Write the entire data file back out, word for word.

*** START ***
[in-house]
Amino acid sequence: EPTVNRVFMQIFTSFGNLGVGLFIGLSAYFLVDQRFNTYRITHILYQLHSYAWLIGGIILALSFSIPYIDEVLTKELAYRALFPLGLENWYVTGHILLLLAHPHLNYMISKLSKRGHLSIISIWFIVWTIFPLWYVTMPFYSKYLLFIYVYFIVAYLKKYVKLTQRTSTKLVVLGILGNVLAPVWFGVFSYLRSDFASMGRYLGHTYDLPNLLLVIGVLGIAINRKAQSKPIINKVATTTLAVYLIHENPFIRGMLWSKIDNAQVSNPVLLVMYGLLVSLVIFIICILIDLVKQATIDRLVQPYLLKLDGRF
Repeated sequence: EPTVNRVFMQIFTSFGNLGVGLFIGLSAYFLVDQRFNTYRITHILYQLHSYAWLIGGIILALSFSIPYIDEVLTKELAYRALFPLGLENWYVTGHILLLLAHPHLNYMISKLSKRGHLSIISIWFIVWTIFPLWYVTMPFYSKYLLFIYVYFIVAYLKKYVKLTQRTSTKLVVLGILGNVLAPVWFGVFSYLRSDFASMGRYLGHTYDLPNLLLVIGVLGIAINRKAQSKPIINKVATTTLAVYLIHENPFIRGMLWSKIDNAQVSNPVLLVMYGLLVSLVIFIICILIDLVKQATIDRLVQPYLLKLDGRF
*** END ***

[in-house]
Amino acid sequence: EPTVNRVFMQIFTSFGNLGVGLFIGLSAYFLVDQRFNTYRITHILYQLHSYAWLIGGIILALSFSIPYIDEVLTKELAYRALFPLGLENWYVTGHILLLLAHPHLNYMISKLSKRGHLSIISIWFIVWTIFPLWYVTMPFYSKYLLFIYVYFIVAYLKKYVKLTQRTSTKLVVLGILGNVLAPVWFGVFSYLRSDFASMGRYLGHTYDLPNLLLVIGVLGIAINRKAQSKPIINKVATTTLAVYLIHENPFIRGMLWSKIDNAQVSNPVLLVMYGLLVSLVIFIICILIDLVKQATIDRLVQPYLLKLDGRF
Repeated sequence: EPTVNRVFMQIFTSFGNLGVGLFIGLSAYFLVDQRFNTYRITHILYQLHSYAWLIGGIILALSFSIPYIDEVLTKELAYRALFPLGLENWYVTGHILLLLAHPHLNYMISKLSKRGHLSIISIWFIVWTIFPLWYVTMPFYSKYLLFIYVYFIVAYLKKYVKLTQRTSTKLVVLGILGNVLAPVWFGVFSYLRSDFASMGRYLGHTYDLPNLLLVIGVLGIAINRKAQSKPIINKVATTTLAVYLIHENPFIRGMLWSKIDNAQVSNPVLLVMYGLLVSLVIFIICILIDLVKQATIDRLVQPYLLKLDGRF